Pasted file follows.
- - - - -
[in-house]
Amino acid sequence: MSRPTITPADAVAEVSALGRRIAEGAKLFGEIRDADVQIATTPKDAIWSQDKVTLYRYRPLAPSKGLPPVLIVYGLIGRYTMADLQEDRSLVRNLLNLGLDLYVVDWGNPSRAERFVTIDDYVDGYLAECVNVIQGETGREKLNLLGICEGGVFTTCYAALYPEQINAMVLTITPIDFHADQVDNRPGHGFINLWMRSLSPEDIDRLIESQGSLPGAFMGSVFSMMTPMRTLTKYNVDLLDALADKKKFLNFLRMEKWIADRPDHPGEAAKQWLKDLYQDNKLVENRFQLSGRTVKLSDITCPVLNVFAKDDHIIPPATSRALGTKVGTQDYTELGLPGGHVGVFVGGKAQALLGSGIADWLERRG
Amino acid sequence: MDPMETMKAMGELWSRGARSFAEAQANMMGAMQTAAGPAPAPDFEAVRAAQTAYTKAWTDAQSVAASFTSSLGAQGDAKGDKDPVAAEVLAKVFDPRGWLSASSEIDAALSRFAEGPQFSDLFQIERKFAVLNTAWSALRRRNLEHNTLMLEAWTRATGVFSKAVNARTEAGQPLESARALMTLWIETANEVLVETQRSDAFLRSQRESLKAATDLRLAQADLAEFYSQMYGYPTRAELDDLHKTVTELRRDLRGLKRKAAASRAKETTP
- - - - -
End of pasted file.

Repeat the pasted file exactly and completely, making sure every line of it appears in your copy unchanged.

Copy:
[in-house]
Amino acid sequence: MSRPTITPADAVAEVSALGRRIAEGAKLFGEIRDADVQIATTPKDAIWSQDKVTLYRYRPLAPSKGLPPVLIVYGLIGRYTMADLQEDRSLVRNLLNLGLDLYVVDWGNPSRAERFVTIDDYVDGYLAECVNVIQGETGREKLNLLGICEGGVFTTCYAALYPEQINAMVLTITPIDFHADQVDNRPGHGFINLWMRSLSPEDIDRLIESQGSLPGAFMGSVFSMMTPMRTLTKYNVDLLDALADKKKFLNFLRMEKWIADRPDHPGEAAKQWLKDLYQDNKLVENRFQLSGRTVKLSDITCPVLNVFAKDDHIIPPATSRALGTKVGTQDYTELGLPGGHVGVFVGGKAQALLGSGIADWLERRG
Amino acid sequence: MDPMETMKAMGELWSRGARSFAEAQANMMGAMQTAAGPAPAPDFEAVRAAQTAYTKAWTDAQSVAASFTSSLGAQGDAKGDKDPVAAEVLAKVFDPRGWLSASSEIDAALSRFAEGPQFSDLFQIERKFAVLNTAWSALRRRNLEHNTLMLEAWTRATGVFSKAVNARTEAGQPLESARALMTLWIETANEVLVETQRSDAFLRSQRESLKAATDLRLAQADLAEFYSQMYGYPTRAELDDLHKTVTELRRDLRGLKRKAAASRAKETTP